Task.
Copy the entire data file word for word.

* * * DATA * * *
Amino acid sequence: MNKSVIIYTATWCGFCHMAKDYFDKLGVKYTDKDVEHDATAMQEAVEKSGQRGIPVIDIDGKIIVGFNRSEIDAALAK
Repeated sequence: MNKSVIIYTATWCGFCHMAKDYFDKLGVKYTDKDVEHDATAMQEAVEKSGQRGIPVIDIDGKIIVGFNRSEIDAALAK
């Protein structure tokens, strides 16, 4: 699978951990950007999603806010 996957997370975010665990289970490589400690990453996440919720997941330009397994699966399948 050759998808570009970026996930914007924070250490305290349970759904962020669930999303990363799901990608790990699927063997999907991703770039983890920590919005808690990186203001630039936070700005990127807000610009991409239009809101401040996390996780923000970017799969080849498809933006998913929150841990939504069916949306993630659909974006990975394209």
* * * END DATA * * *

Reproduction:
Amino acid sequence: MNKSVIIYTATWCGFCHMAKDYFDKLGVKYTDKDVEHDATAMQEAVEKSGQRGIPVIDIDGKIIVGFNRSEIDAALAK
Repeated sequence: MNKSVIIYTATWCGFCHMAKDYFDKLGVKYTDKDVEHDATAMQEAVEKSGQRGIPVIDIDGKIIVGFNRSEIDAALAK
């Protein structure tokens, strides 16, 4: 699978951990950007999603806010 996957997370975010665990289970490589400690990453996440919720997941330009397994699966399948 050759998808570009970026996930914007924070250490305290349970759904962020669930999303990363799901990608790990699927063997999907991703770039983890920590919005808690990186203001630039936070700005990127807000610009991409239009809101401040996390996780923000970017799969080849498809933006998913929150841990939504069916949306993630659909974006990975394209």